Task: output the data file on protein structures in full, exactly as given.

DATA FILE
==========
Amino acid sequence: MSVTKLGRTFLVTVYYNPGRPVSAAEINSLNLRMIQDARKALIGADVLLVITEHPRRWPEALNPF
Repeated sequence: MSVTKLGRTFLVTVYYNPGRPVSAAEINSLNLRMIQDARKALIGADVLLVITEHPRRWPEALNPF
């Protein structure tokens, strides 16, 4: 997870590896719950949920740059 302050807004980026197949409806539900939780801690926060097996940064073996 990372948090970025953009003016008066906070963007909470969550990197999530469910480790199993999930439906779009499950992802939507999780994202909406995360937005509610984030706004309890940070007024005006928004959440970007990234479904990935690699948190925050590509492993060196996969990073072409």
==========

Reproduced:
Amino acid sequence: MSVTKLGRTFLVTVYYNPGRPVSAAEINSLNLRMIQDARKALIGADVLLVITEHPRRWPEALNPF
Repeated sequence: MSVTKLGRTFLVTVYYNPGRPVSAAEINSLNLRMIQDARKALIGADVLLVITEHPRRWPEALNPF
């Protein structure tokens, strides 16, 4: 997870590896719950949920740059 302050807004980026197949409806539900939780801690926060097996940064073996 990372948090970025953009003016008066906070963007909470969550990197999530469910480790199993999930439906779009499950992802939507999780994202909406995360937005509610984030706004309890940070007024005006928004959440970007990234479904990935690699948190925050590509492993060196996969990073072409």